Hunni Media for Knowable Magazine, Knowable Magazine
The coronavirus pandemic has affected everyone, but in the United States, communities of color have recorded a disproportionate number of cases, hospitalizations and deaths. In this video, Harvard’s David Williams, a renowned scholar of the link between racial discrimination and health, explains why decades of inequality have left populations of Black, Latinx, Native American and others more vulnerable to Covid-19.
“Although all Americans are in the same storm — we are in the same pandemic — but we are not in the same boats,” Williams says. “Those boats that have wealth, you are better able to navigate the storm. You’re better able to protect yourself … than those [in] very fragile boats — households that have no wealth.”
Williams discusses how stress — be it economic, psychosocial, environmental or caused by facing racism — increases the risk of conditions such as high blood pressure, obesity and diabetes, all of which are associated with worse outcomes in Covid-19.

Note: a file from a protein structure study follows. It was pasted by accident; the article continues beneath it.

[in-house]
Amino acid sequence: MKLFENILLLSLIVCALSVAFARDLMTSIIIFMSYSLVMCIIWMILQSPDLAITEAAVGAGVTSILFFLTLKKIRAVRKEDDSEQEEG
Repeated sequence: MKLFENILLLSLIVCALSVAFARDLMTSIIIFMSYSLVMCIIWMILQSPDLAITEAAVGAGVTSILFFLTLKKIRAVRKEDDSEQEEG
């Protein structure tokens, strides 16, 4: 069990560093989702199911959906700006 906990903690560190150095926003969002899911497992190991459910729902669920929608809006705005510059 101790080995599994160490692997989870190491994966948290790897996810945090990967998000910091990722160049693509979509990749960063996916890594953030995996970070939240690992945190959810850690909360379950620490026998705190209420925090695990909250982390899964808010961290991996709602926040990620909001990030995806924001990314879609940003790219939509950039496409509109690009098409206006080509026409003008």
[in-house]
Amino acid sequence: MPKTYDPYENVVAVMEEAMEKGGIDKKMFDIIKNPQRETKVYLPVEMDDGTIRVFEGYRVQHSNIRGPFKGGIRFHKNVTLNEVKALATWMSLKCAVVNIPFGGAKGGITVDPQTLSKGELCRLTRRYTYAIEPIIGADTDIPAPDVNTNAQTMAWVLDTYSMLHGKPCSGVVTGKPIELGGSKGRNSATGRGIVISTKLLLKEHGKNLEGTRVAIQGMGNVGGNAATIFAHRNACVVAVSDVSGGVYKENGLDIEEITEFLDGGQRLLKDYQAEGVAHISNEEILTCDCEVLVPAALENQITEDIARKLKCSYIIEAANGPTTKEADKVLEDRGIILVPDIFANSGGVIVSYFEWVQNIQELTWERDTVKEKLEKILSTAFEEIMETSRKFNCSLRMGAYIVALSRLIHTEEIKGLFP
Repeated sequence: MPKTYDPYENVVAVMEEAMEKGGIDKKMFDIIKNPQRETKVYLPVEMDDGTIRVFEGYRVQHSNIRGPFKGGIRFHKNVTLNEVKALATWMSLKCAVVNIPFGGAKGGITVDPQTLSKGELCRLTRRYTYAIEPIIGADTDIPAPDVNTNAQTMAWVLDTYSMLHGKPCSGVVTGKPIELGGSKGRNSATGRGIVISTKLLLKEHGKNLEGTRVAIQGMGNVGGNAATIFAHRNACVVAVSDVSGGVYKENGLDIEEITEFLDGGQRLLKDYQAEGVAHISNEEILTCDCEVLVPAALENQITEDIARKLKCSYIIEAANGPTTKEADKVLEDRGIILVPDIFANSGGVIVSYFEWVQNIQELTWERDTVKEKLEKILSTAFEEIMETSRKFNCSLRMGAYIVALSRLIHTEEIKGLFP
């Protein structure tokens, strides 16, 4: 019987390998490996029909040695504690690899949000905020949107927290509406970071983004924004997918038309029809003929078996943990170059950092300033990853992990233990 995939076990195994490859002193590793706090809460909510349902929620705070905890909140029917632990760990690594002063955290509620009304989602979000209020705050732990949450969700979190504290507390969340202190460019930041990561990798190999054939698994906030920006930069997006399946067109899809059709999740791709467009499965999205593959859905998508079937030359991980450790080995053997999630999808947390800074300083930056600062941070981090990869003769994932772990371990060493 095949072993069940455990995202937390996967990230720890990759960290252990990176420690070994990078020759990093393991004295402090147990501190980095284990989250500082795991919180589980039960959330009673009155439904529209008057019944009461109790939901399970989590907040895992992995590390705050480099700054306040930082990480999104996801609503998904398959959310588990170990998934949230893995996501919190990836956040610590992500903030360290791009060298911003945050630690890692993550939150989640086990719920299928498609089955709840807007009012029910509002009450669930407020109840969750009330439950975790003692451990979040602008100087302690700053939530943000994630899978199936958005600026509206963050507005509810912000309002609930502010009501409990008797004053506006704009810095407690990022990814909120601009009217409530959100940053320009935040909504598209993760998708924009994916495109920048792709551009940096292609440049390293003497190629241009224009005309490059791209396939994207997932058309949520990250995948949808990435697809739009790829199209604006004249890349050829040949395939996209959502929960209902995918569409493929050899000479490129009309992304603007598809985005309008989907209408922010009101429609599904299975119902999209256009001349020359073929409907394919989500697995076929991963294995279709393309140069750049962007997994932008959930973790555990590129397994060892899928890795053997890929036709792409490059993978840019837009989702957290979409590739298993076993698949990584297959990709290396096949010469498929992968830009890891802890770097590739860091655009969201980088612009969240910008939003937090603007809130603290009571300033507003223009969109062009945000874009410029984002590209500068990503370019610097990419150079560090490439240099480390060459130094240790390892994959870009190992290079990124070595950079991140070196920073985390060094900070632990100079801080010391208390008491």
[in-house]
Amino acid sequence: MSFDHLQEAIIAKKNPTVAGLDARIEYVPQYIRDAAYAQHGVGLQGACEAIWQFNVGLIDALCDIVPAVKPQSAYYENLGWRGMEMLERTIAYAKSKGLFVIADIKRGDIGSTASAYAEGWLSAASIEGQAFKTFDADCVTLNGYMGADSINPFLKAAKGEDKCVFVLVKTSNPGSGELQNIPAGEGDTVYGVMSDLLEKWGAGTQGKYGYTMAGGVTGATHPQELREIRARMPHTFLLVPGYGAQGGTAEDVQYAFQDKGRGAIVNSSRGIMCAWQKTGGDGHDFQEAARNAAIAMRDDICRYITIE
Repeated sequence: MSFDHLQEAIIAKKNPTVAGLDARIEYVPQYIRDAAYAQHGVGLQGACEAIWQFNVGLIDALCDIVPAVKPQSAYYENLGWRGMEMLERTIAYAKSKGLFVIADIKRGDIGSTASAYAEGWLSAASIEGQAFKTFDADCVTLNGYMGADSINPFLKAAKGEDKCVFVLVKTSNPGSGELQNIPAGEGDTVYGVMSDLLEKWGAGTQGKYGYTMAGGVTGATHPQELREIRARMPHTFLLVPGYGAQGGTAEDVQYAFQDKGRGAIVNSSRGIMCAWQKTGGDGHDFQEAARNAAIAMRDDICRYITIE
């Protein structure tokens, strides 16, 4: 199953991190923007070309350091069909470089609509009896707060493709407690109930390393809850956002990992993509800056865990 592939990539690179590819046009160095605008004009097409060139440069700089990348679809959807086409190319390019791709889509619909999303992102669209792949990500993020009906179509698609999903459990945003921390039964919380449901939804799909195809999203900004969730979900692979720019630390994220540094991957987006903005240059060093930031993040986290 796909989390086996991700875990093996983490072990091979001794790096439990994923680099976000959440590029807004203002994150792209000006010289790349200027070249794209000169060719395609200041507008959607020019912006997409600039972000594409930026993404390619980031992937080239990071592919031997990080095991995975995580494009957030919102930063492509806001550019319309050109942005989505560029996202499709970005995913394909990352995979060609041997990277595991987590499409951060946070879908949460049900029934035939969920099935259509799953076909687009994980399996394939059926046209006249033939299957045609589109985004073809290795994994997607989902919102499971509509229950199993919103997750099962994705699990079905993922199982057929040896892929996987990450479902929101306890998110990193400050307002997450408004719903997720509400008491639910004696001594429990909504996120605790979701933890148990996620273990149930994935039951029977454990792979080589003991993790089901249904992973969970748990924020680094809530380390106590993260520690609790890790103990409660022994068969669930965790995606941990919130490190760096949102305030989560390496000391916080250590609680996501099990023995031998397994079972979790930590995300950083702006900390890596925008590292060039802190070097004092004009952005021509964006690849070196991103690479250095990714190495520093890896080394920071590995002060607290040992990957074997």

“Persons who report high levels of everyday discrimination are more likely to get diabetes. They’re more likely to develop high blood pressure. They’re more likely to become obese. So across a broad range of indicators…, we find that stress in general and discrimination [in particular] leads to poorer health,” Williams says.
The solutions, he says, lie in recognizing the problem we are facing, and working to bridge what he calls the “empathy gap” that’s enabled health disparities to persist for so long. “The biggest challenge that we have is the fact that, to put it bluntly, we don’t care enough about the populations of color that are suffering this disproportionate burden.”
This video is part of Reset: The Science of Crisis & Recovery, an ongoing series exploring how the world is navigating the coronavirus pandemic, its consequences and the way forward. Reset is supported by a grant from the Alfred P. Sloan Foundation. Watch more videos from Knowable Magazine.